The French horn is the second highest sounding member of the brass family and produces a full and mellow tone. It is the best known member of the horn family and the one you see most often in the orchestra.
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The french horn developed over the years in several stages as follows.
1.From the Hunting Horn or signalling instrument, which consisted of a tube bent round in a simple curve over the players shoulder. The french horn was used regularly in 18 century orchestras in music that need an outdoor, hunting sound.
2. By use of Crooks:
These were extra pieces of metal tubing add to the horn to create extra length. They were detachable and there were seven different sized ones.
The reason for addition of crooks was that composers wanted to write less limiting pieces for the french horn and the extra tube lengths created more notes and allowed the players to have music written in more keys.
3.By use of Three Valves:
These were introduced in 1830 with use of extra tubing built into the main body.They replaced the crooks as they served the same function. When the player press the valves either separately or in any combination extra sections of tubing are added and hence different notes. This invention provided the instrument as we know it today which is a flexible instrument that has a range of notes spanning over three and half octaves and the ability to play in any key. The french horn is usually pitched in the key of F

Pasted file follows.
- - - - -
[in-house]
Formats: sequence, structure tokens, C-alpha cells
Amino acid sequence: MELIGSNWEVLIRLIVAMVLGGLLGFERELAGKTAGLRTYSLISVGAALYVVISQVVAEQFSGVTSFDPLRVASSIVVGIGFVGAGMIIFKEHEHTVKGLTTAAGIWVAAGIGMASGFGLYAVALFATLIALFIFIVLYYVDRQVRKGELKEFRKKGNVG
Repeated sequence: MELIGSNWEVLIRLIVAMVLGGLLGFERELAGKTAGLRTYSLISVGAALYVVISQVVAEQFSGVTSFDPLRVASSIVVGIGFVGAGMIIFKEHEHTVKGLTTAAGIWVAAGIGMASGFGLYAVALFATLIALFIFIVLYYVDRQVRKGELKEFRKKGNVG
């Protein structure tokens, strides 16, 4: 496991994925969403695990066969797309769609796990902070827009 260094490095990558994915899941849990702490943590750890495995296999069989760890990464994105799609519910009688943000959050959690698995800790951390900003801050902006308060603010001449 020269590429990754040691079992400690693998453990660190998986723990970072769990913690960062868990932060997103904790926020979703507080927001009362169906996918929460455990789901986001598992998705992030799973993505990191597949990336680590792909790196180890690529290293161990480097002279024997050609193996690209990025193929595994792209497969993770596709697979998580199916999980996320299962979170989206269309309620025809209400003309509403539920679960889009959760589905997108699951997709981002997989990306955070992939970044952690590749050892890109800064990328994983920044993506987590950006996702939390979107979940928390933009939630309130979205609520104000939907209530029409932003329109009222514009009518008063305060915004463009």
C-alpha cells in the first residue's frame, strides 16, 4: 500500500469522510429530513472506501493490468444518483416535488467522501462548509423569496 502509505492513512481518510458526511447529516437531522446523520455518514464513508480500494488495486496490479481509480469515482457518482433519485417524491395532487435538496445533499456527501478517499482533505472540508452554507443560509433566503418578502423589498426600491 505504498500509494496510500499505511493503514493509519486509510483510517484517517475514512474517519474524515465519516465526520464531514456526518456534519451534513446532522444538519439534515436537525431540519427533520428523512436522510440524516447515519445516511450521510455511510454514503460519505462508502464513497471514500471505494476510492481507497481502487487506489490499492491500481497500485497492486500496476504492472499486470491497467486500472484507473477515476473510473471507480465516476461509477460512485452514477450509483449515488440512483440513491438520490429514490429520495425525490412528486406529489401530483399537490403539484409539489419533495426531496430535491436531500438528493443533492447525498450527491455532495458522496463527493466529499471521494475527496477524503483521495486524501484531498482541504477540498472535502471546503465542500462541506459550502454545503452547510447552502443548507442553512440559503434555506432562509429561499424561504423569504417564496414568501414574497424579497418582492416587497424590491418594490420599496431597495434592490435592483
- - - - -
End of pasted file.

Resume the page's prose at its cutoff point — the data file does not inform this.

French horn players produce a sound the same way as any other brass instrument. The sound starts from a persons' lips buzzing into a mouthpiece. The air then vibrates through the tubing of the instrument. The less tubing the higher the pitch. The more tubing the lower the pitch. The pitch can also be changed by the tightening or loosening of a person's embouchure or mouth position. Hence when a player moves a valve or two or three in various combinations then this alters the tubing length and the note pitch. Placing the hand or a mute in the bell will also change the pitch.
French horn players read music written on the treble clef most of the time but the bass clef is used if the music is low and stays low.
The french horn is commonly found in orchestras and brass bands. There are no french horns in a marching band but french horn players play the mellophone which is also a brass instrument with three valves, operated with the right hand and fingering identical to that of a trumpet. A marching band needs projection of the sound in the direction that the player is facing and a mellophone has its bell in the front.
Dennis Brain, born on 17 May 1921 and died 1 September 1957 was a British virtuoso horn player. Much credit was given to him for popularizing the horn as a solo classical instrument. He recorded Wolfgang Amadeus Mozart's Horn Concertos with Herbert von Karajanthe, a conductor, and the London Philharmonia Orchestra.